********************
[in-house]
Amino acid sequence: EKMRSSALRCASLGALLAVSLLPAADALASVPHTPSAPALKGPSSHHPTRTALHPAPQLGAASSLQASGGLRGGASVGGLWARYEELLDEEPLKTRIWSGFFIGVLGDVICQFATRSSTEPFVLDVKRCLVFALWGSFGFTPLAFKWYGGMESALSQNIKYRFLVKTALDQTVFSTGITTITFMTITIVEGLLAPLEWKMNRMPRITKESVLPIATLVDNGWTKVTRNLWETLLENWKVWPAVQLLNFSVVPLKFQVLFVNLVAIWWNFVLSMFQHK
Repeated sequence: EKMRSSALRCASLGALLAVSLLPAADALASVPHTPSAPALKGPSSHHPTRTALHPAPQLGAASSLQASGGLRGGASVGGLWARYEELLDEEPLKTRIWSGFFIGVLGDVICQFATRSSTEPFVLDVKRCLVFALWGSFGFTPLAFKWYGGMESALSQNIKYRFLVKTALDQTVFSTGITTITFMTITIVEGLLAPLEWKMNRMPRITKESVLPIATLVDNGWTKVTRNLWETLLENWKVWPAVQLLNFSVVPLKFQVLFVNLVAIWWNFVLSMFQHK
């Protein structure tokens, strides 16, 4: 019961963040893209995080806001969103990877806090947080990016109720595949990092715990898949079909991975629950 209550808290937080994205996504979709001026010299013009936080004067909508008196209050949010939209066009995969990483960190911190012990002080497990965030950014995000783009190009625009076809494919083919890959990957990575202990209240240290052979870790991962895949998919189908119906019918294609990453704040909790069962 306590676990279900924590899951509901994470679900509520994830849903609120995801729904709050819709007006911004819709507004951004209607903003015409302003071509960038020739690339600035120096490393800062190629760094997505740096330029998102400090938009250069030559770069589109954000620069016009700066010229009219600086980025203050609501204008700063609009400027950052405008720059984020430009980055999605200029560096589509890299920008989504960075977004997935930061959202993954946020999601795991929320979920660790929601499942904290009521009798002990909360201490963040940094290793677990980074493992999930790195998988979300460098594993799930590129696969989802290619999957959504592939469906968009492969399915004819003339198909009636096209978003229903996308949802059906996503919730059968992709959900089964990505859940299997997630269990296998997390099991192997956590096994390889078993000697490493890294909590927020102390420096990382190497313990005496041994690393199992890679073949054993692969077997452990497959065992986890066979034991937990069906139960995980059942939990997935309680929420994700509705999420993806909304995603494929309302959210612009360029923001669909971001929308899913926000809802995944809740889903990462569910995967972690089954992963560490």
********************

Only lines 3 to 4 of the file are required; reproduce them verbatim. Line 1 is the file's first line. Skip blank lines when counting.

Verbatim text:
Repeated sequence: EKMRSSALRCASLGALLAVSLLPAADALASVPHTPSAPALKGPSSHHPTRTALHPAPQLGAASSLQASGGLRGGASVGGLWARYEELLDEEPLKTRIWSGFFIGVLGDVICQFATRSSTEPFVLDVKRCLVFALWGSFGFTPLAFKWYGGMESALSQNIKYRFLVKTALDQTVFSTGITTITFMTITIVEGLLAPLEWKMNRMPRITKESVLPIATLVDNGWTKVTRNLWETLLENWKVWPAVQLLNFSVVPLKFQVLFVNLVAIWWNFVLSMFQHK
């Protein structure tokens, strides 16, 4: 019961963040893209995080806001969103990877806090947080990016109720595949990092715990898949079909991975629950 209550808290937080994205996504979709001026010299013009936080004067909508008196209050949010939209066009995969990483960190911190012990002080497990965030950014995000783009190009625009076809494919083919890959990957990575202990209240240290052979870790991962895949998919189908119906019918294609990453704040909790069962 306590676990279900924590899951509901994470679900509520994830849903609120995801729904709050819709007006911004819709507004951004209607903003015409302003071509960038020739690339600035120096490393800062190629760094997505740096330029998102400090938009250069030559770069589109954000620069016009700066010229009219600086980025203050609501204008700063609009400027950052405008720059984020430009980055999605200029560096589509890299920008989504960075977004997935930061959202993954946020999601795991929320979920660790929601499942904290009521009798002990909360201490963040940094290793677990980074493992999930790195998988979300460098594993799930590129696969989802290619999957959504592939469906968009492969399915004819003339198909009636096209978003229903996308949802059906996503919730059968992709959900089964990505859940299997997630269990296998997390099991192997956590096994390889078993000697490493890294909590927020102390420096990382190497313990005496041994690393199992890679073949054993692969077997452990497959065992986890066979034991937990069906139960995980059942939990997935309680929420994700509705999420993806909304995603494929309302959210612009360029923001669909971001929308899913926000809802995944809740889903990462569910995967972690089954992963560490």